So I haven’t posted any progress in the past few months.
That does not mean I’ve given up on the project.
Earlier this year, I digitzed a 1960’s postcard of an old NEBA Roast Beef / Mike’s Submarines shop that previously existed at the corner of Central and Colvin Avenues in Albany (around where the discount beer beverage store is today). My plan was to turn this into a hooked rug, and hopefully get it shown for Competition Season 2022 and maybe sell it at Historic Albany Foundation’s BUILT charitable show.
But I ran into issues. And “issues” mean that just as I got into a decent rhythm … I’d run out of a specific color. And that meant ordering new yarns from the online hobby outlet Herrschner’s.
Herrschner’s has one shipping speed. Snail’s pace. Essentially I have to order the yarn just as I’m running out of a color (i.e., down to my last 20 or so strands of medium forest green), and then wait ten days for it to finally arrive.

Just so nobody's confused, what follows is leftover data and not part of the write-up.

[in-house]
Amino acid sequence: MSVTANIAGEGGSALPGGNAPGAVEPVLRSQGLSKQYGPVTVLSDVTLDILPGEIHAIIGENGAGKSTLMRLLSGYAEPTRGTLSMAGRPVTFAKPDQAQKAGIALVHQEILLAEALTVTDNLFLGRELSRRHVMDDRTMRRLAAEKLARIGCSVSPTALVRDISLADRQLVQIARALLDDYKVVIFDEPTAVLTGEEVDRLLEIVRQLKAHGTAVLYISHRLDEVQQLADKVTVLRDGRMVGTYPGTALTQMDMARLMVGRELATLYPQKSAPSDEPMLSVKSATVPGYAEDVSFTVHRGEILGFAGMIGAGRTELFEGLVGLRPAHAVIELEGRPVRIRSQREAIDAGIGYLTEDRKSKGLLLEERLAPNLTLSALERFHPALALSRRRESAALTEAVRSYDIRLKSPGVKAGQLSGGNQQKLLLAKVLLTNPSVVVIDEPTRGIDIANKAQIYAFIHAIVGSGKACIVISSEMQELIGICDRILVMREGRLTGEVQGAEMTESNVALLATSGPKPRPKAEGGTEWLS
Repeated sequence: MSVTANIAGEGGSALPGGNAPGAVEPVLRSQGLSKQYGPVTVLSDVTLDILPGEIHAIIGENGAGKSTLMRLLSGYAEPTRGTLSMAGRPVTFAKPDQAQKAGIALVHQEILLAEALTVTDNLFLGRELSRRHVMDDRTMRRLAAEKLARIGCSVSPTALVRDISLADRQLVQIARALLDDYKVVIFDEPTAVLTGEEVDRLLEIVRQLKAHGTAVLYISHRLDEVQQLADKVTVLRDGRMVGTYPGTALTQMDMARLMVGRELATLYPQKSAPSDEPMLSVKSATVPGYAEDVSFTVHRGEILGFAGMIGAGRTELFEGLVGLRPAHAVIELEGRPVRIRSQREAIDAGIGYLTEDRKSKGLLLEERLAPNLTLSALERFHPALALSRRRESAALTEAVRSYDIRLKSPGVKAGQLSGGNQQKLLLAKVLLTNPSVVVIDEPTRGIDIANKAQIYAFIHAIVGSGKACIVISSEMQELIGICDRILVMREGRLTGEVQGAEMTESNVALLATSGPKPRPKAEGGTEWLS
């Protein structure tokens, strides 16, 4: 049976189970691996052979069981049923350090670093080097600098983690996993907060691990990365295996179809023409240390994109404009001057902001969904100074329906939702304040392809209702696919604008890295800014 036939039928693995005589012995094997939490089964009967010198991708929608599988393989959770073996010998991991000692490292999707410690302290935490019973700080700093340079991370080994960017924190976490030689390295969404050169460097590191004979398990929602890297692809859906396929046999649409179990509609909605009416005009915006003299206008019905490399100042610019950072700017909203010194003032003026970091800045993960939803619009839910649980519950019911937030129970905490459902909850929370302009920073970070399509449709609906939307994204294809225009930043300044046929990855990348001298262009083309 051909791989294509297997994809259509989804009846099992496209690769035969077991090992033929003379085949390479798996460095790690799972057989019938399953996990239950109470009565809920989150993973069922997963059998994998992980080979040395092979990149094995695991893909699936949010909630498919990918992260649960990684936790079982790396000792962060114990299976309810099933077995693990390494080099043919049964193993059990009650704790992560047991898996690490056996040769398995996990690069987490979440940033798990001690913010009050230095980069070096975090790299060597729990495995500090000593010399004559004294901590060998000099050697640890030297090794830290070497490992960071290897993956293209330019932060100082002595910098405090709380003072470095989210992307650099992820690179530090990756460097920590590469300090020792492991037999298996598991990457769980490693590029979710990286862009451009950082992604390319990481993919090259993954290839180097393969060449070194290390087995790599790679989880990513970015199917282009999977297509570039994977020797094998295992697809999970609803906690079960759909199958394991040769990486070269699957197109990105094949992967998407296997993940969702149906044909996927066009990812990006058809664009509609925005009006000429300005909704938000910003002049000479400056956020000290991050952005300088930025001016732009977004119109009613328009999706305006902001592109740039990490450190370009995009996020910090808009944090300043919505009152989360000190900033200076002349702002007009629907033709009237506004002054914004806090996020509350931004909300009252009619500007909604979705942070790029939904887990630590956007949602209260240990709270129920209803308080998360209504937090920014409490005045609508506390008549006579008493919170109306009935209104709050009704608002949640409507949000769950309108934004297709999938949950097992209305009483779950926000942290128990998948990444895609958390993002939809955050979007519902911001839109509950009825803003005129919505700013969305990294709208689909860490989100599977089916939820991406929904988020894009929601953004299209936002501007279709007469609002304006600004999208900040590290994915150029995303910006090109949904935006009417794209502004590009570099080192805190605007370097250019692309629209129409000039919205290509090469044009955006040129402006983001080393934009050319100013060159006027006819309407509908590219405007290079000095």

Well, as it is, I know this rug will get done – but now I’m aiming for Competition Season 2023. There’s no way I can get this done in time for BUILT or for the Durham Fair or for anything else this year.
However … I will admit that I’ve really made some decent progress in this.
That photo was from my last post … from way back in May.
Here’s my progress as of this morning.
Okay. I’ve completed the right side of the rug, and you can definitely make out the panels for NEBA and Mike’s, and even the “N” in NEBA from that other side of the sign. You can see the red-white-turquoise piping atop the NEBA sign (and a hint of it over the Mike’s sign) as well as the piping in the center of the rug. You can make out the interior of the NEBA portion of the restaurant, as well as half the interior of the Mike’s portion. As well as a few assorted trash cans outside.
This still takes some time, though. And now I have to wait for that medium forest green to arrive, which will allow me to finish the Mike’s Subs interior panels. Then, when all the hooking is complete, my next step involves binding the edges down, applying bonding compound to the back to lock the yarns in place, and then just admire the completed project.
Yeah, this is fun.
It really is.